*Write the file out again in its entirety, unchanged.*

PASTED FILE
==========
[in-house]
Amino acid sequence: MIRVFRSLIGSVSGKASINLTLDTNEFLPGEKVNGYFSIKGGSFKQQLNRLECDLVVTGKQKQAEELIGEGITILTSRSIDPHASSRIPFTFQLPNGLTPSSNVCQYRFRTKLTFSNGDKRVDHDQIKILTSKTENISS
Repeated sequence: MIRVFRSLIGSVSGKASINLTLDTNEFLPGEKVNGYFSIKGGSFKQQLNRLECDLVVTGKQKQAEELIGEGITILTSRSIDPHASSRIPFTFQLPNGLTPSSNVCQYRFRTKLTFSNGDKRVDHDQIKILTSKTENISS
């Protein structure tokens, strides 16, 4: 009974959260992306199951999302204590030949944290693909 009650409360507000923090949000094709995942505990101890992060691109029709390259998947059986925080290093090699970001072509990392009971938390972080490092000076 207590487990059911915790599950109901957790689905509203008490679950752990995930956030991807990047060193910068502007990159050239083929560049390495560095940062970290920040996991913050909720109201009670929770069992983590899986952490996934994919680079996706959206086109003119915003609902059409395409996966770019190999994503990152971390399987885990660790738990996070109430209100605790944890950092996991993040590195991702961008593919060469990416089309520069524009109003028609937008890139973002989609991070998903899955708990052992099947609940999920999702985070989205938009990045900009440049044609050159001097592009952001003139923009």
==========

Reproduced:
[in-house]
Amino acid sequence: MIRVFRSLIGSVSGKASINLTLDTNEFLPGEKVNGYFSIKGGSFKQQLNRLECDLVVTGKQKQAEELIGEGITILTSRSIDPHASSRIPFTFQLPNGLTPSSNVCQYRFRTKLTFSNGDKRVDHDQIKILTSKTENISS
Repeated sequence: MIRVFRSLIGSVSGKASINLTLDTNEFLPGEKVNGYFSIKGGSFKQQLNRLECDLVVTGKQKQAEELIGEGITILTSRSIDPHASSRIPFTFQLPNGLTPSSNVCQYRFRTKLTFSNGDKRVDHDQIKILTSKTENISS
């Protein structure tokens, strides 16, 4: 009974959260992306199951999302204590030949944290693909 009650409360507000923090949000094709995942505990101890992060691109029709390259998947059986925080290093090699970001072509990392009971938390972080490092000076 207590487990059911915790599950109901957790689905509203008490679950752990995930956030991807990047060193910068502007990159050239083929560049390495560095940062970290920040996991913050909720109201009670929770069992983590899986952490996934994919680079996706959206086109003119915003609902059409395409996966770019190999994503990152971390399987885990660790738990996070109430209100605790944890950092996991993040590195991702961008593919060469990416089309520069524009109003028609937008890139973002989609991070998903899955708990052992099947609940999920999702985070989205938009990045900009440049044609050159001097592009952001003139923009």